To identify new genes involved in the immune response, we undertook a genetic screen in Drosophila designed to detect genes that are up-regulated by bacterial infection without a bias for the type of gene selected or the phenotype of a corresponding mutant (10). We selected for strains carrying a single P-element-enhancer trap insertion that showed an increase in B-galactosidase after an infection. One new gene was identified by the screen, named Thor, and postulated to encode a nonantibacterial protein (10). We now report the molecular characterization and mutant phenotype of Thor.

Thor is a member of the 4E-binding protein (4E-BP) family. Mammalian 4E-binding proteins have been defined as critical regulators in a pathway that controls initiation of translation (for review, see refs. 11 and 12). The role of 4E-BP hinges on its binding and sequestration of eukaryotic initiation factor 4E (eIF4E). When 4E-BP is bound to eIF4E, eIF4E cannot bind appropriately to form the translation initiation complex; phosphorylation of 4E-BP releases eIF4E, and translation is then permitted. The results with Thor provide evidence of a 4E-BP family member being involved in immune induction of Drosophila or other organisms. Further, no gene in this translation initiation pathway has been previously found to be immune induced. Our results suggest either a role for translational regulation in humoral immunity or a new, nontranslational function for 4E-BP type genes.

Materials and Methods

Drosophila Stocks.

Oregon R flies were used as the standard wild-type strain. Thor1 carries an insertion of P{lacW}, as described in ref. 10 and Results, and imd was identified from a laboratory stock as described in refs. 5 and 6. To produce stocks to test for the effects of mutation of Thor, both a wild-type revertant, Thor1rv1, and an additional Thor mutant, Thor2, were derived from Thor1 by P-element mobilization as in ref. 10.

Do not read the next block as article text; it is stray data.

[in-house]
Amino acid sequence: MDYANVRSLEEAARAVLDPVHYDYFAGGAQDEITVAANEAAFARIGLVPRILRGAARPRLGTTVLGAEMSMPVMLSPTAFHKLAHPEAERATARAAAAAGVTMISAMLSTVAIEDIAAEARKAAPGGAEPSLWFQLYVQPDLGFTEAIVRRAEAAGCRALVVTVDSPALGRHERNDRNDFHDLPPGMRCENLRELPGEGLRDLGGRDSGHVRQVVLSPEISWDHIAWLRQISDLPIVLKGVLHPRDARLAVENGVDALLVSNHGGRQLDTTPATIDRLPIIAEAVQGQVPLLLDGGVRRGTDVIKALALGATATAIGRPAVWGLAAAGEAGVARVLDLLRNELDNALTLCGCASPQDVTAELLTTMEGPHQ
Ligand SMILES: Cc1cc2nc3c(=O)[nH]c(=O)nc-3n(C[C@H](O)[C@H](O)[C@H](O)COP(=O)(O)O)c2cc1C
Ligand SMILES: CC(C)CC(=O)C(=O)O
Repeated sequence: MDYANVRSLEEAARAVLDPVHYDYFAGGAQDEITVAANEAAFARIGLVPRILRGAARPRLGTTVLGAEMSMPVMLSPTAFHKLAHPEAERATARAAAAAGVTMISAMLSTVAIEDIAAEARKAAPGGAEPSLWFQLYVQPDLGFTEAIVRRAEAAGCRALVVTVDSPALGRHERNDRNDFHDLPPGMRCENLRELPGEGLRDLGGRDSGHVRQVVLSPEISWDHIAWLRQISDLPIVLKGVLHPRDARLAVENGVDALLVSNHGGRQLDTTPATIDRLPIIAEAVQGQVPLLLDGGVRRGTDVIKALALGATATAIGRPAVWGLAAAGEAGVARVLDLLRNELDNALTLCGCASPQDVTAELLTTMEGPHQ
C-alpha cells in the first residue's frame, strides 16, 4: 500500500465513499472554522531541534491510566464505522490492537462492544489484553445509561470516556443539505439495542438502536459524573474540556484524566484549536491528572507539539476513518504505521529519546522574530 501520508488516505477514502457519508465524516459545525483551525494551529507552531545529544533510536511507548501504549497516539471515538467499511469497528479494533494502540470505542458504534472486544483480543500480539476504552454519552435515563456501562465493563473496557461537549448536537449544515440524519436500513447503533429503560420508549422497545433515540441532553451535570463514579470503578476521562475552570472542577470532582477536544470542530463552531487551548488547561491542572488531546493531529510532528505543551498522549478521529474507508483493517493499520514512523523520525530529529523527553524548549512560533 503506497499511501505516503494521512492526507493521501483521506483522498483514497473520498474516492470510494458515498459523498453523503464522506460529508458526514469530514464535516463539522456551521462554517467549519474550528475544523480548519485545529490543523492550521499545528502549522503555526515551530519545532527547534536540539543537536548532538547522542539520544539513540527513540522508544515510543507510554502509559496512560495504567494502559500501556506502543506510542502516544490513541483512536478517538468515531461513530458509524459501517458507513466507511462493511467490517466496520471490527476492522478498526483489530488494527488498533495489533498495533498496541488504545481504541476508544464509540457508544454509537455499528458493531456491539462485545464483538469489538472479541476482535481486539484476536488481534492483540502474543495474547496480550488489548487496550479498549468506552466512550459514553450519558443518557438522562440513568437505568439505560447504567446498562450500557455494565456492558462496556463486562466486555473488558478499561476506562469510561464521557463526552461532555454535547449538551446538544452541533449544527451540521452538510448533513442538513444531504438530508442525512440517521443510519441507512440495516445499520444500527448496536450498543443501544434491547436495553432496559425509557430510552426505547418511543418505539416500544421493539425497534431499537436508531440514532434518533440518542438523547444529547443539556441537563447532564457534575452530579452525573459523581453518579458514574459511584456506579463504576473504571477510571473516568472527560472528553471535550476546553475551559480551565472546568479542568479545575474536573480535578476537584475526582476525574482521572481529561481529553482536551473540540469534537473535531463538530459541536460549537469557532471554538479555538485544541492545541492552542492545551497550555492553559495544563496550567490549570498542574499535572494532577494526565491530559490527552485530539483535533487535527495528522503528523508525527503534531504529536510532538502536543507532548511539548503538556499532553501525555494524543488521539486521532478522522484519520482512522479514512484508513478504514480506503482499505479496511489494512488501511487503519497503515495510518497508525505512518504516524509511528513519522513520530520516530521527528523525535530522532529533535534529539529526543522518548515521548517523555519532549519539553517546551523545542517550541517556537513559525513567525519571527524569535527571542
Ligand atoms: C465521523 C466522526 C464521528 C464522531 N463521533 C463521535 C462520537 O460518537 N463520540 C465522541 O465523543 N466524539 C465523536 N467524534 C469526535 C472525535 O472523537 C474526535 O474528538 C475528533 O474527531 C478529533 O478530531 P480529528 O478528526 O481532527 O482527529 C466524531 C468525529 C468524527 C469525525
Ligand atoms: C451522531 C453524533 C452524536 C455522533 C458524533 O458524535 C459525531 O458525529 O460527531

Infection Experiments.

Bacteria used were Escherichia coli, Enterobacter cloacae B12 (E. cloacae B12), Staphylococcus epidermidis, and Micrococcus roseus. Bacterial growth and injections of flies were handled as in ref. 10, and survival experiments were conducted as described in ref. 6 with the exception that flies were tested for 4 days.

Molecular Genetic Analysis.

Genomic DNA flanking the Thor P-element insertion site was recovered by the plasmid rescue technique (13). DNA preparation, restriction mapping, and high stringency Southern blots were performed as described in ref. 14. DNA fragments for sequencing were subcloned into the Bluescript vector (Stratagene) and both strands sequenced using external (T7 and T3) and internal primers (DNAgency) on an automated sequencer at the Molecular Genetics Core Facility of the University of Texas Medical School. Sequence similarity searches were carried out with blast and beauty postprocessing by using the Drosophila genome database flybase, the National Center for Biotechnology Information, and the Human Genome Center at Baylor College of Medicine. Nucleotide and amino acid sequences were aligned with clustal w. Amino acid identity and homology comparisons were performed using the program seqvu 1.0.1 (GES scale). Analysis of promoter region sequence was carried out using macvector and the transfac database.

Histology and Tissue in Situ Hybridization.

B-galactosidase staining of whole mount and dissected tissues was as in ref. 10. Tissue in situ hybridizations were performed using digoxigenin-labeled probes of Thor-coding sequence, prepared as described in the Boehringer-Mannheim DNA labeling and detection kit and as in ref. 7 for embryos, larvae, and adults.